Some Venture Capitalists Need To Blame Themselves, Not The Economy

I keep seeing reports, like this one on the New York Times blog, entitled "Venture Capitalists’ Confidence Plummets to an All-Time Low." Of course, many VCs want to simply blame the current economy and point their finger at the global financial troubles taking place for the reason their investments may not be looking so hot. And while some VCs are legit in saying that, to me, it seems a vast majority of them should be blaming themselves, and not the economy.

I speak to many VCs and while some of them are very knowledgeable of the market and product vertical they are investing in, many aren’t. Some have no idea how big the market opportunity it, who the major competitors are and what their product offerings look like for the industry they are investing in. How many times have we seen VCs give a large chunk of money to someone who has no real business model, no business experience, yet says they have really great technology so that’s why they invested. And I’m not talking about the content delivery business here. Think about what we saw two years ago in the UGC market, or what we’ve seen in regards to the number of "Internet TV Platforms" who have raise a lot of capital, but have almost no revenue.

Lately, companies have been coming out of the woodwork approaching me about new compression technology they have, new codecs etc… all of whom have already gotten lots of money, but literally have no idea how they are going to turn their technology into a business. All they keep wanting to talk about is their technology without the understanding that it is worth nothing if they don’t have a way to monetize it. Or they say things like, "my technology is going to compete with Flash". Ok, good luck.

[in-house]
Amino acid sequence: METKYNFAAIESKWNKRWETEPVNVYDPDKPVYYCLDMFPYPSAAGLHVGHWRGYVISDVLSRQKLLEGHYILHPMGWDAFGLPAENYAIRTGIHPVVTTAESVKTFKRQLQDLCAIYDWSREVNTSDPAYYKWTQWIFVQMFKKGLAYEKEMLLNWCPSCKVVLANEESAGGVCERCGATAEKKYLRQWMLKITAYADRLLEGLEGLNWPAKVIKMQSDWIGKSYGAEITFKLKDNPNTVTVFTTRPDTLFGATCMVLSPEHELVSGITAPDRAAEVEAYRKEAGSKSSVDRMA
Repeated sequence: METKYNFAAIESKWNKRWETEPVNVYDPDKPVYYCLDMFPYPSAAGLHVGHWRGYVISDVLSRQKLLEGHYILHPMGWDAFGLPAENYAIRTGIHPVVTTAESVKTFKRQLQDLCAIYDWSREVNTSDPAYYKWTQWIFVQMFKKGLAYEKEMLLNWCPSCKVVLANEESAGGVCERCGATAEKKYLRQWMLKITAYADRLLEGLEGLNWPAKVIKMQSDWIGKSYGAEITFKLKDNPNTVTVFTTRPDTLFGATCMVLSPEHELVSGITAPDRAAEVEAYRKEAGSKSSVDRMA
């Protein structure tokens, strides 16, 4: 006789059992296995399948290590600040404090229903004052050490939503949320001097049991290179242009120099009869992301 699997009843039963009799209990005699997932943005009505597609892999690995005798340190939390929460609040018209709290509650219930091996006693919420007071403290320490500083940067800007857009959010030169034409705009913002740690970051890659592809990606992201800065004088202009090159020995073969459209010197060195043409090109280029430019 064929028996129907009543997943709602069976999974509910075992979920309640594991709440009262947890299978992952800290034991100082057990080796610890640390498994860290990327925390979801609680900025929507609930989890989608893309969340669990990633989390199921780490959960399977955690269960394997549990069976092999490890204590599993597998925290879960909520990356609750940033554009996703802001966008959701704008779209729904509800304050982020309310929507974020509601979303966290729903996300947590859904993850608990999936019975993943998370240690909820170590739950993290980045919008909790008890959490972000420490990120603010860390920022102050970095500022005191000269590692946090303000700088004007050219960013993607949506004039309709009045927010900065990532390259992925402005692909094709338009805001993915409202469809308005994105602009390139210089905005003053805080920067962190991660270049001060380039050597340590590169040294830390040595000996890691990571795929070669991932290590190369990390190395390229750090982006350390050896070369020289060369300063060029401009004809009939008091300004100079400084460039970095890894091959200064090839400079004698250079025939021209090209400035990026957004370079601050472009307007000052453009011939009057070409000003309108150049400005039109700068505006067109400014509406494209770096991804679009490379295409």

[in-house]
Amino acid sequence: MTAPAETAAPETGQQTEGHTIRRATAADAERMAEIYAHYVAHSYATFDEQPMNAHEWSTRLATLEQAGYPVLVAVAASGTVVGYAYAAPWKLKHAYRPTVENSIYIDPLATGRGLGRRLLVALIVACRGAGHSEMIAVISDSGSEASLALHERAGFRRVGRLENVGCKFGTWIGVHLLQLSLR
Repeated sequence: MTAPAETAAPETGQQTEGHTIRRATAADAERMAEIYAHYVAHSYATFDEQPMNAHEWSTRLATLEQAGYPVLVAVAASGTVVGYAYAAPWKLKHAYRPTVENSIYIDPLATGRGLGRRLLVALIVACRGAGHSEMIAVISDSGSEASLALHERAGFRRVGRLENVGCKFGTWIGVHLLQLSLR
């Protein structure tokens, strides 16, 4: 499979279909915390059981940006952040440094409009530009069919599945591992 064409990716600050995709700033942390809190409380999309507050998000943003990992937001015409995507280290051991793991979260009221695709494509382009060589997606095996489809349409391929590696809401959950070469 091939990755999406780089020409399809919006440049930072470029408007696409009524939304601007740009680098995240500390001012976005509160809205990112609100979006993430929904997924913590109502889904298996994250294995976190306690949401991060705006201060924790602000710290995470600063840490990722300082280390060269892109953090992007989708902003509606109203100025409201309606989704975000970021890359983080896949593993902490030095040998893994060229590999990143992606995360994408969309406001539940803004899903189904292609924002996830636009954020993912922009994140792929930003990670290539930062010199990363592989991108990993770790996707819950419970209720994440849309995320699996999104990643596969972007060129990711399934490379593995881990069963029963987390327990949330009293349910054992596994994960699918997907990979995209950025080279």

Of course, we have seen this before. Many VCs are making multiple bets and hoping some of their investments pay off to help cover the ones that don’t. I understand that is how the game is played. But the idea that many VCs simply point to the economy as the sole reason why they have no confidence in any industry is wrong. VCs need to start doing a better job of truly understanding the market opportunity and competitive landscape they are investing in. The most common responses I get from VCs when I ask them why they invested into a particular company is usually, "the founders have great technical backgrounds", "many of the executives have PhD’s", or "they have the best technology we have seen". What about the business experience of the executives, the market opportunity for the product/service and the business model for the company?

  • Rob

    Virtually all VC’s invest based on a forumula. Despite lofty and usually pompous web sites claiming “vision” and “outside the box thinking” nothing could be further from the truth. The usual model is a Harvard MBA who doesn’t understand the technology, that is making a decision based on a valuation model. Nothing wrong with that but let’s not pretend it is anything else.
    The other big factor is what sectors the overall VC market is investing in, e.g. suddenly every VC was “green”. This is why you see so many CDN investments. No VC wants to be left out of a possible windfall. It is also why you see so many stupid deals right now.

  • Stream Steve

    There seem to be three types of deals which make no sense (independent of the market). First, relationship deals — Founders know the venture partner, and the rest is history. Second, repeat entrepreneur syndrome — clear what that means, but the percentage of first time founders succeeding is significantly higher than repeat founders. Third, the herd effect — mentioned by Rob. Until ideas are evaluated based on fundamentals, I think VC’s will find excuses. First it was the Internet bubble, then it was Sarbanes etal to blame, then the world economic order. Are VC’s running out of excuses?